Shares in the construction sector are in freefall as the Bank of England says the Funding for Lending (FLS) scheme will no longer be aimed at housebuilders. Governor Mark Carney says an overheated housing market would be a risk to the economy.
This shock announcement causes the sector's main constituents to drop between 4% and 7% in value, wiping millions of pounds from their market caps. Persimmon (PSN) drops 7.5% to £11.53; Taylor Wimpey (TW.) slumps 7.1% to 106.4p; and Bovis Homes (BVS) falls 5.4% to 778.5p.
The funding scheme will now be focused on small firms that still find it hard to borrow money. It was set up in July 2012 to help increase lending to home buyers and businesses. The change in strategy will happen in January and could see banks become less willing to lend for home purchases.
The news has affected several other sectors. Shares in estate agents are down with Foxtons (FOXT) falling 1.9% to 288p and Countrywide (CWD) dipping 0.5% to 532.5p. DIY expert Travis Perkins (TPK) drops 2.7% to £17.82 and Homebase-owner Home Retail (HOME) declines 1.1% to 192p.
In a joint announcement, the Bank of England and HM Treasury state: 'Although the growth in household loan volumes remains modest, activity in the housing market is picking up and house price inflation appears to be gaining momentum. As a result there is no longer a need for the FLS to provide further broad support to household lending. The changes we are making have no implications for HM Government’s Help to Buy scheme, which is designed to address the specific issue of access to mortgages for borrowers without large deposits, unlike the FLS which was designed to boost lending more generally.'
While housebuilders' reaction to the news was rather acute, the response from mortgage lenders has been rather more measured.
The Council of Mortgage Lenders (CML) – which representing banks and building societies – describes the withdrawal of lender access to the scheme for mortgage lending as a 'surprise but not a shock'.
'Mortgage lenders are well equipped to meet their funding needs, as wholesale funding market conditions have improved and retail deposits are robust,' says CML director general Paul Smee.
Brian Murphy, who heads up lending at the Mortgage Advice Bureau (MAB) also takes a philosophical view of the announcement: 'The Bank of England’s decision to withdraw the Funding for Lending Scheme from the mortgage market from January will clearly impact mortgage rates, but it should also ensure a measure of calm going into 2014,' he says.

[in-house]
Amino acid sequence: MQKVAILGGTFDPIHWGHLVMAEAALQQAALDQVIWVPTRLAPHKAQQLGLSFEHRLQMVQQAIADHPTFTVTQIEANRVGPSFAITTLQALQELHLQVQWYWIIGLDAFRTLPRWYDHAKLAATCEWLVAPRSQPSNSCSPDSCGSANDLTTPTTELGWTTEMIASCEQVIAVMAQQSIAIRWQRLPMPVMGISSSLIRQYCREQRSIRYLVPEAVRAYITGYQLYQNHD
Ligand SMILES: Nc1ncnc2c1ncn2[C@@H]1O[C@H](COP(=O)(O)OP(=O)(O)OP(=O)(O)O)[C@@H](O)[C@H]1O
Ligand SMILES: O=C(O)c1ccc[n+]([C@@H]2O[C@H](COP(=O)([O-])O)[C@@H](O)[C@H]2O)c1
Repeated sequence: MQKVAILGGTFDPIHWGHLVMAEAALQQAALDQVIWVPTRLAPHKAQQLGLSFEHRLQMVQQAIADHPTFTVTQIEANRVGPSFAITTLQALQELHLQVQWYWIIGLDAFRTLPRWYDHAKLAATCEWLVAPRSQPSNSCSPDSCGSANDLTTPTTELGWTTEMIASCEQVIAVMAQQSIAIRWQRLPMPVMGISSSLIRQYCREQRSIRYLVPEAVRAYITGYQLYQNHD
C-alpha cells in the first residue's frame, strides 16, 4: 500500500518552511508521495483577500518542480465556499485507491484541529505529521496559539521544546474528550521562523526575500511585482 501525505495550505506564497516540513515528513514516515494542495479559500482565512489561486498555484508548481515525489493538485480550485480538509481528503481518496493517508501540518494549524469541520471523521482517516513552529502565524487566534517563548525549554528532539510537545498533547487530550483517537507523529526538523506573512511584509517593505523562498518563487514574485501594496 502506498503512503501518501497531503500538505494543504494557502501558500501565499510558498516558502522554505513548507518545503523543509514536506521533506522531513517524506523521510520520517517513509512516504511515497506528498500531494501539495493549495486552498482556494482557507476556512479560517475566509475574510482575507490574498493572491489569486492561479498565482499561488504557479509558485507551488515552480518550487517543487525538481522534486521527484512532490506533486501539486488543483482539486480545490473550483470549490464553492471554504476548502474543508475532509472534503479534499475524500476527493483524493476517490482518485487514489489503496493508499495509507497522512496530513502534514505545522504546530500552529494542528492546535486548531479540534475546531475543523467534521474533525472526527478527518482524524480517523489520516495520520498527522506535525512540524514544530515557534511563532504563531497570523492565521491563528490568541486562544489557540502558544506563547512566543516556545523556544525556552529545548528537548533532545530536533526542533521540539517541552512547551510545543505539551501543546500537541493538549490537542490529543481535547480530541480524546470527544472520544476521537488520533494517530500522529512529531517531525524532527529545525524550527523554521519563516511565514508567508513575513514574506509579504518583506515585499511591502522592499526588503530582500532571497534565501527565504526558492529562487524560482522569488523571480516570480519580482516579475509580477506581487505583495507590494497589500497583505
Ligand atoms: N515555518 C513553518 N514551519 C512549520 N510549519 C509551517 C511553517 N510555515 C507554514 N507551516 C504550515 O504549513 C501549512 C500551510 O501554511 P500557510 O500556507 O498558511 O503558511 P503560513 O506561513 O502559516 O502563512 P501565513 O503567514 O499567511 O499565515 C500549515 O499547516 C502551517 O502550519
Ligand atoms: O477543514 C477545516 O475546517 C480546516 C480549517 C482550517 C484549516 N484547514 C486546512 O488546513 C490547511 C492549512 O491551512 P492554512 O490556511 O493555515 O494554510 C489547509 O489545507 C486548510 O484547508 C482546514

Speaking after the latest Land Registry data revealed a measured rise in house prices this year – with an annual change of 3.1% bringing the average house price in England and Wales to £165,515 – Murphy points out that property prices are still returning from a low base brought about by the 2007 recession. 'This rise is far from meteoric and the news that house prices are down 0.2% month-on-month should help to quell fears of excessive price inflation,' he explains.
MAB's Murphy reckons the separate Help to Buy scheme will 'ensure demand and consumer confidence continues to grow in the wake of FLS, while a responsible attitude to lending and a watchful eye from the Bank of England will continue to nurture the seeds of recovery seen this year.'
The Home Builders Federation seems to echo this view in a statement that reads: 'The economy is in a much stronger position than when the Funding for Lending scheme was introduced and lenders are now much more able to meet the funding requirements of home buyers. In addition the Help to Buy equity loan scheme is now in place and is driving sales and stimulating higher levels of house building,'
Sean Flynn also contributed to this article